Defense attorneys for NYPD officer Peter Liang, on trail for fatally and negligently shooting a man to death in a Brooklyn stairwell, attempted to blame the NYPD’s training and the gun itself as they attempted to excuse Liang for the death of Akai Gurley.
Liang and his partner were entering the pitch-black eighth-floor stairwell when Liang, who had his gun drawn, accidentally fired one round that ricocheted off the seventh-floor landing wall and struck Gurley, 28, in the chest. The shot killed him.
Brown asked the same questions of Detective Nathan Garcia, an officer with the Police Academy, who testified that Liang had been in attendance at all firearms training during his time at the academy in 2013.
“Were you ever instructed that when you approached the roof landing, you should have your firearm out, finger alongside the trigger?” Brown asked Garcia. “Yes,” the cop replied.
Garcia also testified cops are taught to beware of a possible “ambush” on vertical patrols. Officers begin vertical patrols at the roof landing and make their way down the stairwell to the lobby.
Liang’s bagged 9mm Glock was entered into evidence Thursday.
Defense attorneys have argued the gun was faulty, saying in opening statements that Liang’s finger was alongside the trigger — not on it — following police protocol.
But Detective Marc Acevedo told jurors Liang’s gun was on the high end of the NYPD’s acceptable range for trigger-pull — the force required to fire the weapon. The Glock needs 11¹/₂ pounds of pressure to fire, out of a range of 9 to 12 pounds.
“Will this gun fire if someone simply places their finger alongside this weapon?” prosecutor Joseph Alexis asked. “No,” the detective replied.
No responsible firearms trainer instructs their students to put their finger “alongside the trigger,” as it is well-documented and long-known that stumbling, tripping, or being startled will cause the finger to clinch, enter the trigger guard, and more than likely fire a shot.
Instead, trainers teach students to put their fingers high on the frame of the firearm to prevent this exact scenario.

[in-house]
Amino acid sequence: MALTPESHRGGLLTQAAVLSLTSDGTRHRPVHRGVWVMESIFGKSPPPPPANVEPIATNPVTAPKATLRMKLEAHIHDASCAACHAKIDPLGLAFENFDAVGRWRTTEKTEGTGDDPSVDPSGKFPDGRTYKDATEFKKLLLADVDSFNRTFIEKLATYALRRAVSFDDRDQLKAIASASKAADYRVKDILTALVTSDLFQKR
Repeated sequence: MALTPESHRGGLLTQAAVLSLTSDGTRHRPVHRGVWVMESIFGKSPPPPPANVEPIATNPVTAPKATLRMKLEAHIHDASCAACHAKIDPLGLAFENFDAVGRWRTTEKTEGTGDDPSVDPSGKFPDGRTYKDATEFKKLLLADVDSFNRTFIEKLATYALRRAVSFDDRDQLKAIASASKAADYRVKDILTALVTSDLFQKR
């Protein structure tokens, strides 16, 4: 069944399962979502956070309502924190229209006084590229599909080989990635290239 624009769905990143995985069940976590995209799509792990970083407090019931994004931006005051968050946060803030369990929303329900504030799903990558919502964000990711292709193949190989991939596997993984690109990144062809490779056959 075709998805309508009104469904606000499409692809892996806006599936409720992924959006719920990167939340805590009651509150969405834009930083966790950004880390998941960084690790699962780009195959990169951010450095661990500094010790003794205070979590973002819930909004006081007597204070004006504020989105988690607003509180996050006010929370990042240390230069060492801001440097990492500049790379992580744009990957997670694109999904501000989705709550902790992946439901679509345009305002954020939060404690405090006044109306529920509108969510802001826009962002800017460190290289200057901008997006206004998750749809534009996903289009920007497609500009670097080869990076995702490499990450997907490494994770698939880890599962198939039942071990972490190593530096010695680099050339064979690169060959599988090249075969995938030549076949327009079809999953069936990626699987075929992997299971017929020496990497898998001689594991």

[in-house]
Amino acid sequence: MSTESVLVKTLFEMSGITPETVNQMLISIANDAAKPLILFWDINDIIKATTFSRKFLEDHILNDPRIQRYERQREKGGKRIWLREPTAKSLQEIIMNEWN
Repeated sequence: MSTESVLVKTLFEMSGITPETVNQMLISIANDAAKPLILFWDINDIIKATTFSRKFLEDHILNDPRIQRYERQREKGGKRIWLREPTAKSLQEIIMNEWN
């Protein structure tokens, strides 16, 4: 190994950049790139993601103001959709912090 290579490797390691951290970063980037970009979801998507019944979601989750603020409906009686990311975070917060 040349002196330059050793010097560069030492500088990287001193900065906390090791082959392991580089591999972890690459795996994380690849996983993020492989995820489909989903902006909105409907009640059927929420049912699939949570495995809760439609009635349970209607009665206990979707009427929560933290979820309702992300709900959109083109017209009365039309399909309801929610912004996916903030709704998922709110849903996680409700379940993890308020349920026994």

If NYPD training does indeed instruct officers to place the trigger finger alongside the trigger, then they bear a great degree of responsibility. Did they? I strongly suspect that we’ll hear witnesses from the Firearms Training Division within the NYPD claim that they teach a finger on the slide method. This would have likely prevented the parasympathetic discharge that occurred when Liang attempted to open a door with his right hand, encountered more resistance than he expected, and clinched his left fist and trigger finger in response, negligently discharging the round that ricocheted down the stairwell and killed Gurley.
It has long been alleged that the NYPD has refused to competently train their officers, and has instead insisted upon absurdly high “New York” and “New York +” trigger pull weights in an effort to cover up their lack of competent training.
Glocks, M&Ps, XDs and similar striker-fired guns with relatively short (compared to DAO, DA/SA, and LEM) trigger pulls, combined with questionable minimum standards of law enforcement training, have led to a rise in negligent discharges as officers have transitioned from double-action revolvers and DA/SA semi-automatic pistols. This is heavily documented fact borne out in many major metropolitan law enforcement agencies, from the NYPD, to Washington DC’s Metropolitan Police Department, to the Los Angeles Police Department, to most recently, the Los Angeles Sheriff’s Department.
These same firearms—combined with poor training, tactics, and equipment—have also been linked to a significant majority of the negligent discharges we’ve reported on here at Bearing Arms in the past few year, including many of the fatal ones.
I’d like to emphasize, clearly, that I am not against these firearms in the hands of properly-trained shooters. In fact, many of the best-trained shooters I know prefer striker-fired handguns, particularly Glocks.